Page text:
On a chili winter Saturday Jinweigu is jam packed. There's at least one bum on every seat plus another dozen in line at the counter. It's loud and chaotic and the menu is in Chinese and we have absolutely no idea what's going on, it's just like being on holiday in China.
We love to get outside our comfort zone and just dive in. On our first visit the staff don't speak a lot of English so we do as we always do, grin like the overexcited idiots that we are. The folks whose table we hover over waiting them for the to leave give us some help with the menu. Often fellow diners are your biggest help in these situations, the language barrier can sometimes make the staff a bit shy.
Another kind diner comes over later with sage advice on sucking the marrow out of our lamb bones. He also tells us the food is from Tianjing, just near Beijing, which makes a lot of sense. This is hearty, stodgy winter food. We are reminded of the magic of pot stickers at 5am and minus three degrees in Hangzhou. Eating at Jinweigu in Sydney's coldest winter snap in decades is the next best thing. It's open for breakfast from 6am, we're tempted to make a pre-dawn excursion just for the travel jollies.
There's a bilingual menu by the counter, though we found it hard to line up the menu with the food we saw on folks tables, so we still did a bit of pointing to order. The most expensive single item on the menu is $9. On our first visit we spent about $23 on a feast for two with leftovers. On our second visit we spent $8 for two. And had leftovers. Serious value.
If you're unsure of what to eat, the lineup of pies at the counter are a safe bet and easy to order. They're pretty dang good too.
Cold dish of fried liver slices, with onion, capsicum, the odd cumin note and the occasional bitey bite of chili.
To balance the liver and lard, these fried snow peas in garlic were a great crunching snack.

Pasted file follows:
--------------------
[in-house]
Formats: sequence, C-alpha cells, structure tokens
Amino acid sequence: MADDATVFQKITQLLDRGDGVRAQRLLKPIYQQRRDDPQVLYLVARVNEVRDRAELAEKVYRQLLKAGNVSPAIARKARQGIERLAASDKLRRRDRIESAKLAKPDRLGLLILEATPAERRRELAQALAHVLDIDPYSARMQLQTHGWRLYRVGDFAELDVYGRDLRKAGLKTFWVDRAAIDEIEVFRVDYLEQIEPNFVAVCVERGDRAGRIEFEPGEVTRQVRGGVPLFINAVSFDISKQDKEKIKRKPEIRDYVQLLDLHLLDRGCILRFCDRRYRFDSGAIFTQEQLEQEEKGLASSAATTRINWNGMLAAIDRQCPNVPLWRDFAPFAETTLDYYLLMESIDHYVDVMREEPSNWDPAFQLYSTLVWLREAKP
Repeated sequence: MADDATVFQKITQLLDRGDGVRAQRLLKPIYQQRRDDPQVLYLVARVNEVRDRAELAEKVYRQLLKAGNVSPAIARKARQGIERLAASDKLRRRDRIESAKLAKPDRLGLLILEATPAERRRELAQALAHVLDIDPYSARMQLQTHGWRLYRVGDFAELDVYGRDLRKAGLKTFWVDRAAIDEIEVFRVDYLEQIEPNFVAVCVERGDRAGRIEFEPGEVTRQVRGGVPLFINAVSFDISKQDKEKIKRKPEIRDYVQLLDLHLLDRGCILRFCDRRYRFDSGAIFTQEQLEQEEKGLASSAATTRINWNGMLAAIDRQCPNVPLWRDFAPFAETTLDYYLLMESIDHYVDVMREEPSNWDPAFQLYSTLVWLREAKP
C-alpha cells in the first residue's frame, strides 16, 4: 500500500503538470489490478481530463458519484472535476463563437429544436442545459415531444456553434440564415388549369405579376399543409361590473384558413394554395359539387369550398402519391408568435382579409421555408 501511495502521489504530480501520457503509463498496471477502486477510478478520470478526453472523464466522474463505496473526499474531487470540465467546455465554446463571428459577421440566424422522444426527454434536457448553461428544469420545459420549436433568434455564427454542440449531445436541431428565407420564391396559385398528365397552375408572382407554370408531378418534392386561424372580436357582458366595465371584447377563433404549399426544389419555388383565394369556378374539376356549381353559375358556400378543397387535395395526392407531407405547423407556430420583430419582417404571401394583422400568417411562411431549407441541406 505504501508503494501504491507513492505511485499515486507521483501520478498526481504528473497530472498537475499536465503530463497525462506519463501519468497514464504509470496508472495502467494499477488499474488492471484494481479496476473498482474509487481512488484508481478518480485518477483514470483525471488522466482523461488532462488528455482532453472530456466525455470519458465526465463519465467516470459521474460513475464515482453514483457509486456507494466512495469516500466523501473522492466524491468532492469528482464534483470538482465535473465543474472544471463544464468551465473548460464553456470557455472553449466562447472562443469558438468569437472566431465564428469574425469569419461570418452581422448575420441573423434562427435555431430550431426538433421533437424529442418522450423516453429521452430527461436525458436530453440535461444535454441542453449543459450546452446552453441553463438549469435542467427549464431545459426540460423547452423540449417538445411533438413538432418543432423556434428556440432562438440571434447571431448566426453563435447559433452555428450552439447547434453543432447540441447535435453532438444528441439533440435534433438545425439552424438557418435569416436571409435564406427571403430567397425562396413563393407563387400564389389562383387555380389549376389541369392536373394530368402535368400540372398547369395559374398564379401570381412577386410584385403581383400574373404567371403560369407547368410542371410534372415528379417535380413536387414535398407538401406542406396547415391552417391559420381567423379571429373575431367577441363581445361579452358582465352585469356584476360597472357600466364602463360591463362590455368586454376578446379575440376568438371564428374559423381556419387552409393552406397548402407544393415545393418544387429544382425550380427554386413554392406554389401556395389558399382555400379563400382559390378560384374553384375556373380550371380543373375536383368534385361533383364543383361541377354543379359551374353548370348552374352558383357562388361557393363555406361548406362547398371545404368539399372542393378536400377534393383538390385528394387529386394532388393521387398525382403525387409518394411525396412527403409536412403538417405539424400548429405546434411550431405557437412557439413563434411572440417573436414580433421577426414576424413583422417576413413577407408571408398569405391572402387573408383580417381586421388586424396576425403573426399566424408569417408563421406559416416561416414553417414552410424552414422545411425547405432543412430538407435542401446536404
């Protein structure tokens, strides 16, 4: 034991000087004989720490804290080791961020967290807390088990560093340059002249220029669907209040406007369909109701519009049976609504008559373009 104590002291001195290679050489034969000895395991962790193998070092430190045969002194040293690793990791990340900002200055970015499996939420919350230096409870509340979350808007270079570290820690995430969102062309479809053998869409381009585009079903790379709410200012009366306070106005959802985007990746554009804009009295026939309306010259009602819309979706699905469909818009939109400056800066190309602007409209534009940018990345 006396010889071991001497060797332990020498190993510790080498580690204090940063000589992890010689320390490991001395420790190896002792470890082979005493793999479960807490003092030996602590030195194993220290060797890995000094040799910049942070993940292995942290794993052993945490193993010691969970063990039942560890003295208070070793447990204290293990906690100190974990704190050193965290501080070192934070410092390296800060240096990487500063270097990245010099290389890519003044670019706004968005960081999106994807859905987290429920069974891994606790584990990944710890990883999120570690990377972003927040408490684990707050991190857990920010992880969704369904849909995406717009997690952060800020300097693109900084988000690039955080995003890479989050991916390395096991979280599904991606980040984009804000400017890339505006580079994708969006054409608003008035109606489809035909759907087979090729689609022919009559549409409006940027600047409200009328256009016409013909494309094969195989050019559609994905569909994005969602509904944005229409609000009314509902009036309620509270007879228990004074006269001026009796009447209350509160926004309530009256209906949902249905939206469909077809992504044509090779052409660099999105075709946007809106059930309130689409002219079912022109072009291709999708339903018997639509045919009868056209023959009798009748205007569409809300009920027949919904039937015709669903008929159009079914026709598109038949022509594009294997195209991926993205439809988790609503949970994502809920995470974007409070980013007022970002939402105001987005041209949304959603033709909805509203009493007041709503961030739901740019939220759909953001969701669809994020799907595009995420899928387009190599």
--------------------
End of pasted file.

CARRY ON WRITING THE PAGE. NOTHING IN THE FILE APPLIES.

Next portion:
If there was a dish on every table, this was the one, silken tofu in sauce $3.50. Lovely big slabs of warm soft silken tofu with a kind of chicken stock at the bottom, then a thick gooey sauce tasting of star anise, then a final smoosh of sesame sauce on top.
If you don't dig on tofu, then learn. Once that tofu lightbulb appears above your head you'll be hooked for life. Silken tofu is subtle in taste and magic in texture, it's like custard for grown ups.
This pie was full of lovely chunky meat, like a Chinese sausage roll.
This dish of slow cooked lamb on the bone was on almost every table. We think this is called braised lamb bone ($8) on the English menu. There's several big boney lamb pieces in a pool of rich, lamby broth. The broth was a bit of salty incredible. We want to come back to try the lamb soup in case it is based on the same broth.
There's a surprising amount of flesh on the bone, and it's so rich and wet and tender. And make sure you get that marrow out, a chopstick is the perfect implement. Highly recommended.
Cups of warm sugared soy milk, $1.50. It comes with and without sugar. We recommend one sugar, just enough to give it a lift. Shawn got another one after lunch and found it settled the tum-tum nicely after all that meat and stodge.
We like Jingweigu Food so much we come back the next day...
Intermission. Part 1 of this post was brought to you by Mr Stumpytail J. Pussycat of Newtown.
We saw this unusual looking bread on our first visit but didn't have the stomach room for it. So we came back the next day. This big flat round piece of doughy bread has been covered in sugar and deep fried, it's like the biggest donut you've ever seen. It's a big serve of oily, sugary, delicious fried dough, one piece is enough for four people we reckon. Make sure you get some soy milk or millet porridge to dunk it in.
A bowl of millet porridge for $1.50. How can food be that cheap? It's very plain, too plain to eat on it's own, for us anyway, but excellent for dunking donuts, and a nice foil to the oil and stodge.
Egg and chive pie. About $4. This is lighter and fresher than the meat pies, and superbly cooked with a nice thin pastry.
Part 2 of this post was brought to you by Mr Peter J. Pussycat of Newtown, keen for some two on one patting action, or double pattitration as they call it in the trade.
Jin Weigu Food is at 277 Beamish Street, Campsie.
Show's over. Move along. Nothing to see here.